As a new school year begins for kids, parents may worry about new routines, homework assignments and friendships that their kids make. They may also be concerned about keeping them healthy, since it is almost inevitable for kids to get sick during the school year.
Flu shots are a large part of a health plan. However, a recent report indicates that only half of children with disabilities receive flu vaccinations. Yesterday, the U.S. Centers for Disease Control and Prevention (CDC) released its Morbidity and Mortality Weekly Report which indicated that many children with cerebral palsy, and other intellectual disabilities do not get vaccinated each year.
CDC researchers surveyed 1,000 parents with intellectual disabilities and other neurologic orders as well as 400 physicians who treat disabled children. They found that the overall rate of vaccination matches that of children who are not disabled. However, the complications from influenza that befall disabled children can be much worse. Kids with cerebral palsy and epilepsy were especially at risk of being hospitalized or even dying as a result of the flu. This is especially important in the aftermath of the 2009 H1N1 virus. The CDC reported that a disproportionate number of children with neurological disorders that did not receive flu shots died as a result of the virus.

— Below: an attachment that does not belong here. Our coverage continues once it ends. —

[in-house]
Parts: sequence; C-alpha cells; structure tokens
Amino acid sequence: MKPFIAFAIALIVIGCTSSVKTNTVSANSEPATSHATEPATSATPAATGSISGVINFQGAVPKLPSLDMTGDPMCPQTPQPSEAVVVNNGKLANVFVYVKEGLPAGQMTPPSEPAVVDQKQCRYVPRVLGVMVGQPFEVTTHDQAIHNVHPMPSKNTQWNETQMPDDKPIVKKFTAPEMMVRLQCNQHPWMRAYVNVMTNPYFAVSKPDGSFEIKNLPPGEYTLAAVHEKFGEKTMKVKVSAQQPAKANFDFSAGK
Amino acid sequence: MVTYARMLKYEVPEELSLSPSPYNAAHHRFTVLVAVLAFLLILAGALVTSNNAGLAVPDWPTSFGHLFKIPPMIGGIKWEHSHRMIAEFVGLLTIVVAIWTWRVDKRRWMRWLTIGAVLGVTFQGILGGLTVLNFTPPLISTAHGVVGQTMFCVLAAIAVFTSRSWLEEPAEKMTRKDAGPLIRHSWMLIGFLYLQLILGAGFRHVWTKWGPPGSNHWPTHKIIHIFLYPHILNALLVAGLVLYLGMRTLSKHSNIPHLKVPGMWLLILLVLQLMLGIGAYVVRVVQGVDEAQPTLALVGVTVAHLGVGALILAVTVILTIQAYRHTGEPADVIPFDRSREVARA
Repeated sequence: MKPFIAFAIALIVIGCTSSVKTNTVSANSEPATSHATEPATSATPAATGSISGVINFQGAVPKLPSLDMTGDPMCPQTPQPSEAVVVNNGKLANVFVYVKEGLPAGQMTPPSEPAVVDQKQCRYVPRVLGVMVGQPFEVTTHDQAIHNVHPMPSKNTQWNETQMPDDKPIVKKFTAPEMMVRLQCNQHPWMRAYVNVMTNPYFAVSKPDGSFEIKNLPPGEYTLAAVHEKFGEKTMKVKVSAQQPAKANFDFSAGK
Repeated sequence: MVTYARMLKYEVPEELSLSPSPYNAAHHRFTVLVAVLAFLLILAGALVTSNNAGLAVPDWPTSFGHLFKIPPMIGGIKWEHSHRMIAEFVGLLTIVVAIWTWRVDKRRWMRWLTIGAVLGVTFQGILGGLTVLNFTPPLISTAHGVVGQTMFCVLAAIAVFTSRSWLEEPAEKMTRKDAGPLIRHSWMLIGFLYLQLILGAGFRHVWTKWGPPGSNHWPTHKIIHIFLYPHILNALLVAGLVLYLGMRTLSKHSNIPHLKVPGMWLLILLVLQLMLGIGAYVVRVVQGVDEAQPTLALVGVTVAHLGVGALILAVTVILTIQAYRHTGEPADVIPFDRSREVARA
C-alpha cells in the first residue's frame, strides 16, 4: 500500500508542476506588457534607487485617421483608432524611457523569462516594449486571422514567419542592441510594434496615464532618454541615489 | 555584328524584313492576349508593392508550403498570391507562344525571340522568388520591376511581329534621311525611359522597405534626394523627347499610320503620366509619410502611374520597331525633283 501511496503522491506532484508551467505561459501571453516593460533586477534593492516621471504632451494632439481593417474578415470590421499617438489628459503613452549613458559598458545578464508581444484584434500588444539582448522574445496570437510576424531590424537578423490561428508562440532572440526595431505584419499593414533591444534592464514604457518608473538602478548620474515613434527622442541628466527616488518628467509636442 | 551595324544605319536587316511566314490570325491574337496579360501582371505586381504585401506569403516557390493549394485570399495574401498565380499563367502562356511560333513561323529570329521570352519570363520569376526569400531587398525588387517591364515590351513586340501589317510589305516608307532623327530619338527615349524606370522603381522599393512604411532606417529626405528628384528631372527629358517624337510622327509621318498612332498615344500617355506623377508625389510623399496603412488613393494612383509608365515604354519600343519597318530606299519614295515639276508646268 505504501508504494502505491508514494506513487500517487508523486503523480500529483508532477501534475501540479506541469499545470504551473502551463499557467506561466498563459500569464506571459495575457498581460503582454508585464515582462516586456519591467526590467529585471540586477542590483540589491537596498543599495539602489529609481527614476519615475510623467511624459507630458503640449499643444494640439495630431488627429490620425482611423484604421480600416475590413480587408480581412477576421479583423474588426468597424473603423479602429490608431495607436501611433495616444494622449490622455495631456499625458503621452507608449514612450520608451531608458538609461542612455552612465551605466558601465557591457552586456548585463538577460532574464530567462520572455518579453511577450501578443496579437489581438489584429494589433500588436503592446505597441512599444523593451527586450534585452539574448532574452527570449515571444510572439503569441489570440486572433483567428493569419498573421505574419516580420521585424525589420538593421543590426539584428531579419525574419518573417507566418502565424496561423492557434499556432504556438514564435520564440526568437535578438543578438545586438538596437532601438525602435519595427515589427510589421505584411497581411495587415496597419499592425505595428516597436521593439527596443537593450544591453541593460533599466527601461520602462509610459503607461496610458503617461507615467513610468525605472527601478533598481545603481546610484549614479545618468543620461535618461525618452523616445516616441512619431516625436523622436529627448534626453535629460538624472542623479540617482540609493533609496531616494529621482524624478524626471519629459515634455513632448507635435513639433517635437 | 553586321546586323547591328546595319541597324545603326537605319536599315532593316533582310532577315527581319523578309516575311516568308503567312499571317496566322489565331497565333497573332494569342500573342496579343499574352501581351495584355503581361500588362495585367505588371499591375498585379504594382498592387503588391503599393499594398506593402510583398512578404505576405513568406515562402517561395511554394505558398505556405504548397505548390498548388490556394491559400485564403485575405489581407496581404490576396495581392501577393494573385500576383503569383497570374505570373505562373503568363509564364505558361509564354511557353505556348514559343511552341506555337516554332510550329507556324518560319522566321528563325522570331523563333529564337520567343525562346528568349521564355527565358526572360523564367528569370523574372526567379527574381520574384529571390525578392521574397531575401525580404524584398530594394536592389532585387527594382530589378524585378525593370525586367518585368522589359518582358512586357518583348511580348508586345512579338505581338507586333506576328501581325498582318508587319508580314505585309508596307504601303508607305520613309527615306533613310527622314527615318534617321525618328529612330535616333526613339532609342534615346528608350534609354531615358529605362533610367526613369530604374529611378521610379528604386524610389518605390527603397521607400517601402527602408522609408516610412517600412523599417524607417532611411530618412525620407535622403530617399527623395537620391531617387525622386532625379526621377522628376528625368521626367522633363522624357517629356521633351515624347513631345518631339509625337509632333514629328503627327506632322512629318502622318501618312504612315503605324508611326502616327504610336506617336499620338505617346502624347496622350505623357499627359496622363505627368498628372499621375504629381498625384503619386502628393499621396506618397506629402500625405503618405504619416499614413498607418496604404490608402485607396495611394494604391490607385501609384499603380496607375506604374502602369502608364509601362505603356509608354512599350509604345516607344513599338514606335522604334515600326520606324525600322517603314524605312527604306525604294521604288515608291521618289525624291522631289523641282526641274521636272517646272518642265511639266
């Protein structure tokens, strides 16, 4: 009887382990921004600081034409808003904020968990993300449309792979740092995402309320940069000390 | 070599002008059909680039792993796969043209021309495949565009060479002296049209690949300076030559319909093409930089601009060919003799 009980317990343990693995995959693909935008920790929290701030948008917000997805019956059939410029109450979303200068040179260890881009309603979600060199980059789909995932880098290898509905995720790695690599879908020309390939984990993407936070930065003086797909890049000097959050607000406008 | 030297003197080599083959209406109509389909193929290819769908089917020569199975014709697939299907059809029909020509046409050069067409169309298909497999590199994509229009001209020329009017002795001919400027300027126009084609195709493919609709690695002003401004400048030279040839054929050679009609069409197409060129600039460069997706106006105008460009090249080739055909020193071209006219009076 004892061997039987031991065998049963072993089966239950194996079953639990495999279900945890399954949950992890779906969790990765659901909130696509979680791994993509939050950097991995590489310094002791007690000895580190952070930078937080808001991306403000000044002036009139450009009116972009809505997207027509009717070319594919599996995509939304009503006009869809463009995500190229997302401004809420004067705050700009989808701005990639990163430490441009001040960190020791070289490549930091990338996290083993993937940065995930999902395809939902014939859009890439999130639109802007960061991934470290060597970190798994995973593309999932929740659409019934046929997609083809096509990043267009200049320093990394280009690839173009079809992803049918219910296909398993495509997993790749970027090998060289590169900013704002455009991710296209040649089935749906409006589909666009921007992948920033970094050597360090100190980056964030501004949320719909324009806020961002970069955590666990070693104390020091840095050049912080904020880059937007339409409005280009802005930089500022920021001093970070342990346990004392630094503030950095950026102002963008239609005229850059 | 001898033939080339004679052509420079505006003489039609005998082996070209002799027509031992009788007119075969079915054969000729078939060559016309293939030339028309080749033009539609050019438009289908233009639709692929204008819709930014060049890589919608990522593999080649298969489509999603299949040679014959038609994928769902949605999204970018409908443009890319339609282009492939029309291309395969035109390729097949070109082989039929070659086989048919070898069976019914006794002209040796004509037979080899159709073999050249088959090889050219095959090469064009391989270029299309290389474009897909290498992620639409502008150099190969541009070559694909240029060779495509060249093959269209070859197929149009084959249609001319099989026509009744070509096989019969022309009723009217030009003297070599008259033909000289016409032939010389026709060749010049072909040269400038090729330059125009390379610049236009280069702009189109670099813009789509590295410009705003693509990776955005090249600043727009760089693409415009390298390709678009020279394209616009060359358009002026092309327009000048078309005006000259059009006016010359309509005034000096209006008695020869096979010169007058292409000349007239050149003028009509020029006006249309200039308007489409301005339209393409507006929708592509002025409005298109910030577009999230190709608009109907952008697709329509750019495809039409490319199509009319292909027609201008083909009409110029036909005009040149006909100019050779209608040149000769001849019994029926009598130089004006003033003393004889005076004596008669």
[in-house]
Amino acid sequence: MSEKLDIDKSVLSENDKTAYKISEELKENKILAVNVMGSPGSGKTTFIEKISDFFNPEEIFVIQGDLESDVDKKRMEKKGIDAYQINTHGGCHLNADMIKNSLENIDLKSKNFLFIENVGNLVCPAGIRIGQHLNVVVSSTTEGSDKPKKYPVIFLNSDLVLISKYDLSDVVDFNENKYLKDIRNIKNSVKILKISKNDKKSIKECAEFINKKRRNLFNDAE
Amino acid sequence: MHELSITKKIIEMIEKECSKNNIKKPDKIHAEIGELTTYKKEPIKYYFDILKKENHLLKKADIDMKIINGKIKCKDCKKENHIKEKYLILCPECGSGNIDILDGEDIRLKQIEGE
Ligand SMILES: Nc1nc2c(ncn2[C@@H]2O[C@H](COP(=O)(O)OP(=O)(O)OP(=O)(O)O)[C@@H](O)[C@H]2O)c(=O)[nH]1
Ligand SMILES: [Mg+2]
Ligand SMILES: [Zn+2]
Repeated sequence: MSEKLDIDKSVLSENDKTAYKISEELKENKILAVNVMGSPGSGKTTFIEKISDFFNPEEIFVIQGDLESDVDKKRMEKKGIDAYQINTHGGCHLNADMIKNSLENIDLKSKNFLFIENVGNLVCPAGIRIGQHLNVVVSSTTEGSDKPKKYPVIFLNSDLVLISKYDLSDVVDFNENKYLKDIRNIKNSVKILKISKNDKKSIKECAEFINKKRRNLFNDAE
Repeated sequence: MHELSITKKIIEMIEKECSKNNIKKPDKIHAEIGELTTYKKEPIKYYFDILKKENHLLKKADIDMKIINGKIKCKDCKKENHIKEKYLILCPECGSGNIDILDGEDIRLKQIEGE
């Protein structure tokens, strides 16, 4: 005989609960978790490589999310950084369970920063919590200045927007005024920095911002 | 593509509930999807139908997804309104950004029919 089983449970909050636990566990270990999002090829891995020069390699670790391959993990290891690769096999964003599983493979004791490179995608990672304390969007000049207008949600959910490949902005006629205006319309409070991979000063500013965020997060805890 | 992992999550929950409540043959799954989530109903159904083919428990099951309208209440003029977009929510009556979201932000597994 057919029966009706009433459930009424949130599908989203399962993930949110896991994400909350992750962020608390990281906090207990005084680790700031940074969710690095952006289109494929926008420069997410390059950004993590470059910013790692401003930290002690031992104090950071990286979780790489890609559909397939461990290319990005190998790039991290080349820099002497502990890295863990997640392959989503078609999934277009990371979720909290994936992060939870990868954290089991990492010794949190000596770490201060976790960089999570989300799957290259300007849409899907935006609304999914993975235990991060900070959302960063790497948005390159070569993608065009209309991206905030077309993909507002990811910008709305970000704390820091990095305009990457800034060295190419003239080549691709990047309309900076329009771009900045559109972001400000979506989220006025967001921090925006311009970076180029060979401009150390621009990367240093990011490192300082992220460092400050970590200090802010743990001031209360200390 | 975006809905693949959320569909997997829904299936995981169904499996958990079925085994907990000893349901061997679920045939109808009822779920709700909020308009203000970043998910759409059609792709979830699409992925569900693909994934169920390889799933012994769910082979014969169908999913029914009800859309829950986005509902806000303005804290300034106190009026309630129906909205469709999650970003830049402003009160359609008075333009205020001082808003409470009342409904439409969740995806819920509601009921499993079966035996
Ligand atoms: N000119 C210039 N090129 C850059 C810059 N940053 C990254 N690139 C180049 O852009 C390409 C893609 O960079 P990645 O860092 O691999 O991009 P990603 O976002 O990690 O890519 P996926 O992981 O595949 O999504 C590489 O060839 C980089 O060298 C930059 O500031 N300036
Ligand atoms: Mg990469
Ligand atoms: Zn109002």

Moreover, researchers found that doctors do not commonly inform parents of disabled children of the high risks associated with the flu. Nevertheless, doctors (and the CDC) recommend that all children, regardless of disability, should receive flu shots.
Source: DisabilityScoop.com, CDC: Half of kids with disabilities skip flu shots, September 13, 2013